Archive for the ‘Raiding’ Category

On the building of statics

A belated update post today simply because work has been utter madness and since I usually do most of blogging while drinking my first coffee at work it got kind of tricky this week. But here we are and there are a few things to talk about, most of them about raiding.

I spoke before of my efforts to get a static off the ground and yesterday it finally felt like things are starting to fall into place. There’s still a lot of work to be done I feel and I want us to be better at starting on time, have a full roster get people settled into their roles and a lot of other small details but it’s hard not to be positive this morning. We cleared Turn 7 and 8 in a single night with over half the group who had not cleared those fights before. Plus we had a few attempts on Turn 9 to get people situated. It was an awesome raid night, people had fun and it feels like we’re headed into the right direction.

It’s also a big relief after last week where we hit a small bump in the road. It’s not that last week was awful but you always wonder if it’s just a bump or if it’s a sign of deeper issues. Thankfully after last night I think it’s the former.

So now we’re headed firmly into the dreaded Turn 9 and I can’t wait to see how it goes.


And this is where I’m going to shock everyone by saying I’m not especially interested in clearing Turn 9, I’m way more interested in doing Turn 9. The ultimate goal of the static I’m building is to have a good team to attempt harder content with. I want it to be a group where I don’t have to do a lot of handholding and where people are pretty good at raid awareness and thinking on their feet.

But between here and there, there’s a lot of ground to go over and I know it’s not going to happen overnight. There’s going to be though nights, some drama, people moving on cause of real life or interests some will want to switch classes, we’re going to have fights that will be the nemesis of someone in the group and I’m sure a ton of things I haven’t even thought about yet. At this moment, we’re not even a full group yet so like I said, lots of road ahead.

So why again am I not that interested I clearing Turn 9? Because I see more team building value in practicing the fight than in clearing it. If ever there was a raiding exam this is it and I think it’s going to do wonders to help us practice working as a well-oiled team. Eventually the end result should be a kill but I treasure more the experience we’re going to gain doing it.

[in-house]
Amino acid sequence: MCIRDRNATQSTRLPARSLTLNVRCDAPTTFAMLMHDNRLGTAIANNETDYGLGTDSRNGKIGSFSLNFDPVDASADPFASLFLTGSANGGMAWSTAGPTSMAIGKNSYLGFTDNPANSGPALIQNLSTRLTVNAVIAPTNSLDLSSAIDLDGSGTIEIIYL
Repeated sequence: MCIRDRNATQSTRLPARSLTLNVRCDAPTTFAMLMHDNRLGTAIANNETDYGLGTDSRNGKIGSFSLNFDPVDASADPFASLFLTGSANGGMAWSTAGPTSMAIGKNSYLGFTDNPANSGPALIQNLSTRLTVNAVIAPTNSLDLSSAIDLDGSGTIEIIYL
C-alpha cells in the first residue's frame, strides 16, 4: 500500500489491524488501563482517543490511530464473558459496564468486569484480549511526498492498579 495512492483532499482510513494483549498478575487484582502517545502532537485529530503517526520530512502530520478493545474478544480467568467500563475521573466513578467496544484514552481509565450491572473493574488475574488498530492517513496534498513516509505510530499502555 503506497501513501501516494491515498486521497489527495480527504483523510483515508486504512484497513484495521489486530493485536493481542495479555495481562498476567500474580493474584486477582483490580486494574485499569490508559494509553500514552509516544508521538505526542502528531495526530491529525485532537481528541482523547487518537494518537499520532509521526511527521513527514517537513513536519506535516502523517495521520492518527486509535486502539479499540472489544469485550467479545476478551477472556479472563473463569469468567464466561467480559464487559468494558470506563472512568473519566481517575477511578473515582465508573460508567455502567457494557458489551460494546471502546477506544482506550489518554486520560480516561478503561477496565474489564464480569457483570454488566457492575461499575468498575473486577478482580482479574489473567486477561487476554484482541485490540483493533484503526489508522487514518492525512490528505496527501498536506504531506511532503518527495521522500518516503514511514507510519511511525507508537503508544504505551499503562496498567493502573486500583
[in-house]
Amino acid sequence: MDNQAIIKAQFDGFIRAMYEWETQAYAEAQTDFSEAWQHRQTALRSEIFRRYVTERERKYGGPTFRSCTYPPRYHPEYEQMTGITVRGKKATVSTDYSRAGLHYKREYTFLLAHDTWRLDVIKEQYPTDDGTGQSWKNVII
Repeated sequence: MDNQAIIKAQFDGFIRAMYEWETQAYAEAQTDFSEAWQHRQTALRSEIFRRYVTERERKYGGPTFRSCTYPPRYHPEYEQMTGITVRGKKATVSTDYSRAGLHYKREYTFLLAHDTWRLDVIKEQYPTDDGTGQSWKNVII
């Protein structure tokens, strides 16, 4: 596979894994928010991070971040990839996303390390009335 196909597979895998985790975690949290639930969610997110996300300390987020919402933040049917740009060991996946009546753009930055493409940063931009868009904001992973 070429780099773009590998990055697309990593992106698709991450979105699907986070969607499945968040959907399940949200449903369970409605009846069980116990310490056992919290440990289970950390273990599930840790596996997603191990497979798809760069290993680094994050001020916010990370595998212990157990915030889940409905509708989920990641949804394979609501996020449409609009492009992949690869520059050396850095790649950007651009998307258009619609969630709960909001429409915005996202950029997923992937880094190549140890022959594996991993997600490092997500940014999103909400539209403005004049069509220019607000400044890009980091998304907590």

Being thankful and paying it forward

I want to take a moment to thank my FC, Greysky Armada for making this possible. Tamrielo, Belghast, Ashgar, Solaria, Tyauv, Cylladora and many others have helped us over the weeks get things off the ground and without them I wouldn’t even have gotten started. So a big thank you everyone. Also, a special thank you to the guild as whole for having such a great atmosphere and having this focus on being helpful to one another.

It’s a rare thing to find a guild that says they want to help their members and actually mean it. It’s something I treasure greatly and something I want to bring over to my static. Yes I want us to be efficient and clear hard content but I also want us to be doing it while having fun and being helpful to others when we can. It’s why whenever we’re missing someone I’ll always favor picking someone from the guild no matter their experience and it’s also why on Mondays I do my best to be online when the other static starts raiding just in case they need extra hands.

Ultimately, once the static gets rolling I’m hoping people in it will keep logging and helping out the other members of the guild with their own raids and dungeons and not become one of these groups that only show up at raid night and that you never see the rest of the week. Just as clearing a hard fight is fun, it can also be fun to just carry someone who’s been struggling to clear a hard fight and I’m hoping this is something we’ll be able to do in the future.

This post is running long so I’ll end by saying thank you everyone. There’s still a lot of work to do but I think we can do it.

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Yesterday, our budding static group got to go to the second coil of Bahamut: turn 1, more commonly known as Turn 6.  The Rafflesia Reaper, a giant flower is one of those bosses that are part of a group that I consider the “not fun but essential” bosses in the sense that it sucks but it teaches important raid skills. In this case, this fight is all about reacting to everything the bosses do. Deal with debuffs, deal with changing posisiting, deal with boss casts, just be on your toes. It’s not that hard once you master it but it can be really frustrating getting there since the tiniest mistake will make everything spin out of control.

As a raid leader however I was dreading it because I knew it was one these fights that can get people on edge. I was also really looking forward to it because it was our first fight in the second tier of content and I wanted to see how it how group would handle the increased difficulty. In the end we killed the flower a bit under 90 minutes, including replacing a pug, which is blinding fast considering the fight but in the process tensions rose a bit and the evening turned out to be not so great for everyone, a point that does not sit well with me considering that Belghast has been real helpful to us.